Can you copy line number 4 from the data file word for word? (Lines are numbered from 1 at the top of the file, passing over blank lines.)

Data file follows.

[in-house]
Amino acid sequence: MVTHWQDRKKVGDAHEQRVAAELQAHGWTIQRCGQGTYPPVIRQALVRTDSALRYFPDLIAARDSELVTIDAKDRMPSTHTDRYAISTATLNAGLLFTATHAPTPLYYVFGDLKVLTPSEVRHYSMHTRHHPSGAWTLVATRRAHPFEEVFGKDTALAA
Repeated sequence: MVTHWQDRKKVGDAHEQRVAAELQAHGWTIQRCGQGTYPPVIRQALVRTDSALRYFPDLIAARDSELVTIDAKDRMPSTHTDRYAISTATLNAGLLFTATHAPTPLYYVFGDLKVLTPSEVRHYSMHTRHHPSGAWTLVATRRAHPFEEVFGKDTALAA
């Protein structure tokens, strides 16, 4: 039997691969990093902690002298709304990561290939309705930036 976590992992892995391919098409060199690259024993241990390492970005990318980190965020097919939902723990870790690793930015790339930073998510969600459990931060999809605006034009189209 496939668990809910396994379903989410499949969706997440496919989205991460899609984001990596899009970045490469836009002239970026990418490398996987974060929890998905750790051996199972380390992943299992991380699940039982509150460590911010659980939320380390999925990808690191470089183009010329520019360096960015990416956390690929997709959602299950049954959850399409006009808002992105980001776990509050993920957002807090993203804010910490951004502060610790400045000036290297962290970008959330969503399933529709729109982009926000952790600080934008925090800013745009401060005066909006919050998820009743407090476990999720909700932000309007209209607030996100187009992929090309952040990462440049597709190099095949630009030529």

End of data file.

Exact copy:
């Protein structure tokens, strides 16, 4: 039997691969990093902690002298709304990561290939309705930036 976590992992892995391919098409060199690259024993241990390492970005990318980190965020097919939902723990870790690793930015790339930073998510969600459990931060999809605006034009189209 496939668990809910396994379903989410499949969706997440496919989205991460899609984001990596899009970045490469836009002239970026990418490398996987974060929890998905750790051996199972380390992943299992991380699940039982509150460590911010659980939320380390999925990808690191470089183009010329520019360096960015990416956390690929997709959602299950049954959850399409006009808002992105980001776990509050993920957002807090993203804010910490951004502060610790400045000036290297962290970008959330969503399933529709729109982009926000952790600080934008925090800013745009401060005066909006919050998820009743407090476990999720909700932000309007209209607030996100187009992929090309952040990462440049597709190099095949630009030529």